What are you reading?

The face of media is changing almost daily; so where will we be in five years' time?

commentary The face of media is changing almost daily; so where will we be in five years' time?

[Editor's Note: This article is reproduced from the June edition of Technology & Business magazine, a ZDNet print publication.]

There are several topics sure to set off lively debate in almost any social circle these days. The Howard Government ... the situation in Iraq ... the necessity of yet another TV round of the Australian Big Brother series. Then there's the topic that has long been popular among those in the publishing industry, but is recently garnering a much larger audience: what is the future of media? Or, more specifically to the T&B readership: what IT-related publications do you read, and what do you expect you will you be reading in five years?

What, if any, forms of media has the Internet replaced for you?
A journalist colleague, who works exclusively for an online operation, loves to spout what he perceives as witty comments about "dead-tree" publishing -- barbs like "Haven't you got some quill-written sonnet on parchment to sub?" and jokes about Shakespeare, which oddly enough seem to bring up an argument of quality vs speed that I'd like to take up.

I've challenged him to a "point-counterpoint" debate on the subject (for publication, of course), but so far he has not managed to rise to the challenge. I'm not intimating that he's chicken -- well, really, yes I am ... he's extremely chicken. (Maybe that'll get him.)

I have to admit I'm playing a bit of devil's advocate here: I do see electronically delivered content to be a tremendous way to get disseminate and receive news. There is no doubt that the instant access to stories that the Internet provides is having an effect on certain print publications. News weeklies, for example -- who can sit around for days waiting to read about what's happening in the industry?

So do monthly publications like T&B have even more to fear? I'll admit that those of you reading this right now will probably have your own ideas on the subject, but personally I don't think so.

I haven't met many people who are able to deal with reading anything much longer than a couple of hundred words on screen. "If it's longer than a page, I tend to print it out," they'll often say. Or if they're like me, they'll print it out just to carry it around in a bag for a while, until they realise that's it's already way out of date.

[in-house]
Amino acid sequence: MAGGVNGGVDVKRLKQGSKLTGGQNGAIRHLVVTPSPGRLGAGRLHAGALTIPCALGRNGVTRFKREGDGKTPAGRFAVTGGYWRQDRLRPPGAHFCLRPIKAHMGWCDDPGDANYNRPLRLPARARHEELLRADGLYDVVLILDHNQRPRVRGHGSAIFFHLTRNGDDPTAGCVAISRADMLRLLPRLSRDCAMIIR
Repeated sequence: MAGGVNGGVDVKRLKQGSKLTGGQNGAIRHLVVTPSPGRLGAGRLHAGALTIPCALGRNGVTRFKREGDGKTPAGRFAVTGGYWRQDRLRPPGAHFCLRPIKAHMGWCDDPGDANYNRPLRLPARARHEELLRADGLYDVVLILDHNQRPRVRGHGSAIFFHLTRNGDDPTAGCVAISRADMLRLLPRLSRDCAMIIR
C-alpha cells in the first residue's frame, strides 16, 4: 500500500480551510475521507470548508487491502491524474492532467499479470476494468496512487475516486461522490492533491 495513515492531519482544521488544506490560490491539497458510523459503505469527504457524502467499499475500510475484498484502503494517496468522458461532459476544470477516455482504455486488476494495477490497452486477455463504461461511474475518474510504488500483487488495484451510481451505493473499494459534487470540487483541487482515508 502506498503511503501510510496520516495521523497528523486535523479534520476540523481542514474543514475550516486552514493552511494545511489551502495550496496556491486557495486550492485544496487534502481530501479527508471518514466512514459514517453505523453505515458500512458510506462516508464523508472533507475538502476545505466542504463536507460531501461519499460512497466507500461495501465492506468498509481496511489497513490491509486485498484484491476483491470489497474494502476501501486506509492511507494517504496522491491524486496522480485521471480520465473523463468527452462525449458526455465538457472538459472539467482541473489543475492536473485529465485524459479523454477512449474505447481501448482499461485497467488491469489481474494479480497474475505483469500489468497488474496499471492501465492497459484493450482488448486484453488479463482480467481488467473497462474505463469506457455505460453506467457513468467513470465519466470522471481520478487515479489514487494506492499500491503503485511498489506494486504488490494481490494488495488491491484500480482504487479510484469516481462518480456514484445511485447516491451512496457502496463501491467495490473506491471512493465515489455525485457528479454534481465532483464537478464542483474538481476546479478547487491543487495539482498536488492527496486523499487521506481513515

There is a depth and breadth of coverage that print publications can provide that is still unmatched by electronic means. And then there are the oft-used arguments highlighting the convenience of the printed page when travelling or relaxing.

But will this always be true? Electronic book reading devices are getting better with every generation of devices. None, however, has taken off as the killer device. What will they have to do before they are able to be seen as replacements for the printed page? The benchmark for this has to be Isaac Asimov's essay "The Ancient and the Ultimate", in which he describes the ultimate self-contained, portable, high-tech reading device of the future -- and just at the point you say to yourself this is ridiculous, he's asking too much, you realise he is describing an ordinary book.

But even this is only scratching the surface of the future-of-media debate. Rather than argue over how we will be reading, what if we take the discussion to focus on what we will be reading? That is a topic to tackle in detail in a future column, but in the meantime, here is an extremely interesting presentation on one possible media future that will leave you wondering, is there another way?

Brian Haverty is Editorial Director of ZDNet Australia. Give him a piece of your mind at edit@zdnet.com.au.

This article was first published in Technology & Business magazine.
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